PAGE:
The federation’s suit also argues that magazines that hold more than 10 rounds shouldn’t be considered “large capacity.”

“There is nothing unusual or novel about this technology. Many of the nation’s best-selling handguns and rifles come standard with magazines that can hold more than 10 rounds—and firearms equipped with such magazines are safely possessed by law-abiding citizens in the vast majority of States,” the suit says. “The reason for the popularity of these magazines is that in a confrontation with a violent attacker, having enough ammunition can be the difference between life and death.”

The suit contends that the magazines holding more than 10 rounds are protected under the Second Amendment, as they’re “in common use” for self-defense.

A similar challenge is pending before a federal district judge in San Diego, who has been directed by the nation’s high court to take a new look at whether California’s ban on large-capacity magazines passes constitutional muster, giving parties to the case until next spring to file further legal briefs.

The recent legal brief filed by California’s attorney general in response may give a preview of how Oregon’s attorney general will defend the measure against the federation’s suit.

In that case, California’s attorney general argues that the Supreme Court’s ruling in the New York case did not “decide anything about the kinds of weapons that people may possess,’’ and also made clear the Second Amendment is not a “regulatory straightjacket.”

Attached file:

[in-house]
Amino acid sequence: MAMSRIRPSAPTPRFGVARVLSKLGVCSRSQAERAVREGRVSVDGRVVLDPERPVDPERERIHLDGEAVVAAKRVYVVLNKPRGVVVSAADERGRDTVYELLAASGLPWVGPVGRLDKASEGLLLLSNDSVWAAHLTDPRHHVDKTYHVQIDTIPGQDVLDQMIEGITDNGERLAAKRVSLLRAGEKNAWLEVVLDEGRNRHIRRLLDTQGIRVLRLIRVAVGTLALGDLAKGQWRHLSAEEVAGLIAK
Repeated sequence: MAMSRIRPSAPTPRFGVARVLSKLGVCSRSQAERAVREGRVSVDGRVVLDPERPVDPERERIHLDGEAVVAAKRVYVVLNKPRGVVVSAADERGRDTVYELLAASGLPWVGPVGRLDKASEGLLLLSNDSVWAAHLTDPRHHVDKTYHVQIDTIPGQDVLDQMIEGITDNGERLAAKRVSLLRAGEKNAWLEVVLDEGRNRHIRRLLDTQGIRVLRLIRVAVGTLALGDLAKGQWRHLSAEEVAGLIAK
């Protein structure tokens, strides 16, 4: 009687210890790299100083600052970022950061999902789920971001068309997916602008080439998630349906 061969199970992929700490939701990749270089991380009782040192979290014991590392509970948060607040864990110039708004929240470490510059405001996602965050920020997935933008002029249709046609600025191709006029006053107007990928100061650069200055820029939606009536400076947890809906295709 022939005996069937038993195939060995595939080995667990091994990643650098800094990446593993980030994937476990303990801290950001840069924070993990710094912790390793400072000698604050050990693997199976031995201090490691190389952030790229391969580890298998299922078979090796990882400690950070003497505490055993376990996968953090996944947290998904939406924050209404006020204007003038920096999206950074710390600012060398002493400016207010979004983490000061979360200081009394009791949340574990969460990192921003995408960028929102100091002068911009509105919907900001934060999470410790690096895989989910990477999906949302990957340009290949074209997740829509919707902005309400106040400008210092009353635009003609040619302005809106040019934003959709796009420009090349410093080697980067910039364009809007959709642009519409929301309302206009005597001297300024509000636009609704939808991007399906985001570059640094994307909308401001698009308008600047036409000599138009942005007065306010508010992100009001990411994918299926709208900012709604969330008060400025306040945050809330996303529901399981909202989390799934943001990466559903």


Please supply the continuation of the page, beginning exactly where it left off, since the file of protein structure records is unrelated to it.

“Nor does it protect a right to ‘keep and carry any weapon whatsoever in any manner whatsoever and for whatever purpose,” the attorney general’s brief said.

California’s latest brief filed Thursday in that case argues that nothing in the plain text of the Second Amendment covers the carrying of large-capacity magazines, that the magazines are not “Arms” because they’re not essential for the operation of a gun and would not have been considered “Arms” in 1791 or 1868. And , even if they were, they’re not entitled to Second Amendment protection because they’re not commonly used for self-defense.

Under Oregon’s Measure 114, licensed dealers who already own larger-capacity magazines have 180 days from the day the measure takes effect, to sell them to an out-of-state gun dealer or other person out of state or to destroy them.

After the 180 days, gun dealers can sell or transfer only newly manufactured high-capacity magazines marked with a special stamp denoting they’re for military or law enforcement use – two exceptions under the law.

People who already own the magazines can keep them in a private home, on private property, use them at a shooting range or in a shooting competition, or for recreational purposes such as hunting as allowed by state law. A violation would be a class A misdemeanor.

The firearm federation’s lawsuit largely takes aim at the new ban on large-capacity magazines but Kaempf said the plaintiffs are challenging the entire measure.

Liz McKanna, of the legislative committee for the pro-Measure 114 Lift Every Voice Campaign, and the measure’s chief petitioners have said they anticipate a legislative workgroup to be formed to clear up details that still need to be addressed, and would hope the governor or legislature could delay the implementation of certain provisions of the measure if the state police and local sheriffs can’t put a permitting process in place fast enough.

— Maxine Bernstein

Email mbernstein@oregonian.com; 503-221-8212

Follow on Twitter @maxoregonian  

Our journalism needs your support. Please become a subscriber today at OregonLive.com/subscribe

We will be happy to hear your thoughts

Leave a reply

Lazy Cork
Enable registration in settings - general
Compare items
  • Total (0)
Shopping cart